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Recruiter surpasses biggest goal: beating cancer

  • Published
  • By Capt. Stacy Dunn
  • 344th Recruiting Squadron
Tech. Sgt. James "JR" Consejero, a successful Air Force recruiter, newly married family man, and model Airman, got a terrible shock in February 2006 -- a doctor told him he had six months or less to live.

Sergeant Consejero had enlisted in 1993 as a non-citizen, hoping to find direction in his life. He quickly decided to pursue his U.S. citizenship, and became a model Airman. But while the sergeant was building a great career and fulfilling his dreams, a silent killer was spreading inside his body.

in February 2006, on the same evening Sergeant Consejero surpassed his best physical fitness test score, he woke with extreme chest pain and reluctantly went to the hospital. Just hours later, doctors told him that X-rays revealed his bones were riddled with cavities, resulting from cancer.

"I had advanced multiple myeloma, lesions (tumors) that had spread all over my body," Sergeant Consejero said. "The test showed 80 percent of my cells were affected.

"The doctor said I had maybe three weeks to live if I did nothing, or six months with aggressive chemotherapy and all the unpleasantness that goes with it."

In the time since that fateful day, the noncommissioned officer discovered he is a fighter, learned the depth of the love of his family and friends, and gained a deeper joy for life.

"They say your life flashes before your eyes and now I know it's true," he said. "I kept thinking about my kids and my brand new wife."

Sergeant Consejero had married only three months before receiving the grim news. His wife was an active duty Airman deployed to Afghanistan at the time.

He was immediately admitted into the hospital and chemotherapy started within six hours. The sergeant wouldn't return home for the next six months, eventually being placed in a controlled comatose state.

His "Air Force family," members of his squadron, jumped in and took care of the necessary legal and family issues for their comrade.

"Had it not been for my squadron I don't know what I would have done," he said. "My family care plan went into effect at that very moment. My kids were picked up from school and brought to the hospital. My spouse was contacted, and within a day she was on a plane back to the states.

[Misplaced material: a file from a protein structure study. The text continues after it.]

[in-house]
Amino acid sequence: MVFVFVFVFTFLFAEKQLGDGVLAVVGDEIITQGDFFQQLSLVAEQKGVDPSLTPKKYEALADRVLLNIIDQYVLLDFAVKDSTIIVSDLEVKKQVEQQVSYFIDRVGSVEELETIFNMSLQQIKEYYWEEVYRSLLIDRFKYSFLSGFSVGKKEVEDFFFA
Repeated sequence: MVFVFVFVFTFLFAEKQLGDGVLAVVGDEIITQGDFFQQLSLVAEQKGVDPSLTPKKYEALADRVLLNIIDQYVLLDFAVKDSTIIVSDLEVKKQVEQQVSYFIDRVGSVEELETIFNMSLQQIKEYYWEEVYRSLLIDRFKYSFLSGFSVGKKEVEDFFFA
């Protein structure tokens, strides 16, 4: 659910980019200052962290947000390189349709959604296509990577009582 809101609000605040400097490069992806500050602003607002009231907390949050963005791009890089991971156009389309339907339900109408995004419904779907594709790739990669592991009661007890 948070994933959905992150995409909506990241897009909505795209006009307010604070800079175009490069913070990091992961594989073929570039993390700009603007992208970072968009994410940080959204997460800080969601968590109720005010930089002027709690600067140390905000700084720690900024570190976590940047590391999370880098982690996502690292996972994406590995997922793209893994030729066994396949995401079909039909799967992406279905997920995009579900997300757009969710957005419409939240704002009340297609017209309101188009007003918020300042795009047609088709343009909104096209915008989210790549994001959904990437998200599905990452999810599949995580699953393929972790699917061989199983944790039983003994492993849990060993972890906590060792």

"I recall finally seeing her ... I didn't know what to say. I remember asking if she'd like the marriage annulled. I was so relieved when she said I was off my rocker."

Throughout the five-week, chemical-induced coma, painful treatments and total loss of hair, Sergeant Consejero said his friends and family never abandoned faith or gave up on his life.

"Everything was taken care of for me. I remember the [Air Force legal representative] coming to my room and updating all my paperwork immediately," he said. "Either my commander or the first sergeant was there every day. I don't remember ever waking up and not seeing someone in uniform. My squadron and the Air Force became not only my voice but also my family. All important decisions -- bills, job, kids, leave, communication and more bills -- were now handled by this super-efficient automatic Air Force machine. My house sprung a water leak one day and someone from the squadron quickly fixed it. It was an incredible comfort to know that although I was dying, all my affairs were taken care of."

The sergeant's inner strength showed from the start.

"I was hallucinating because of all the chemicals," he said. "I had no hair and was in extreme pain all over my body. My legs didn't work anymore because I had been out for so long, but I was alive. I wanted to go home. The doc said it would take a month of physical therapy for me to walk again ... I was walking in three days and, by gosh, I went home."

After aggressively treating the cancer for four months, doctors conducted a stem cell transfer and transplant.

To receive a transplant, doctors must first basically kill the immune system, which left Sergeant Consejero with virtually no way of fighting off disease. In this vulnerable state, even the most common viruses or bacteria could have had irreversible, life-threatening effects.

Despite complications, Sergeant Consejero was released for home following 11 weeks of treatment and therapy. 

Just when the emotional roller coaster appeared to be coming to an end, the bottom dropped out again. Despite his mental and physical exhaustion, he would have to endure another transplant, heavy chemotherapy, screening tests, additional bone marrow biopsies and screenings.

After what seemed like an eternity, the results came back.

"The doctor said that he didn't understand what happened to me. By all rights, I should be dead many times over," Sergeant Consejero said.

The doctor candidly informed the recruiter he decided not to continue treatment and that he was cancelling the next transplant, as well as the consolidation. He said there was nothing further he could do. The sergeant asked why.

"Because you're in remission," the doctor said.

"I was stunned, and apparently so were the other doctors," the sergeant said. "They said this never happened before."

Sergeant Consejero, now an officer accessions recruiter with the 344th Recruiting Squadron, said he appreciates what a rare case his cancer represents and is grateful for his new lease on life. The doctors told him he could possibly remain in remission for 10-15 years before requiring additional treatments.

"I was diagnosed on February 26, 2006 ... (and now) I'm at work continuing not only my career, but my life," the 15-year Air Force veteran said.  He returned to duty last month.

"I'm not saying I'll live forever, but I am forever thankful to the powers that be for this awesome experience. I hated the chemo, but I have never regretted the disease. It has changed my life forever."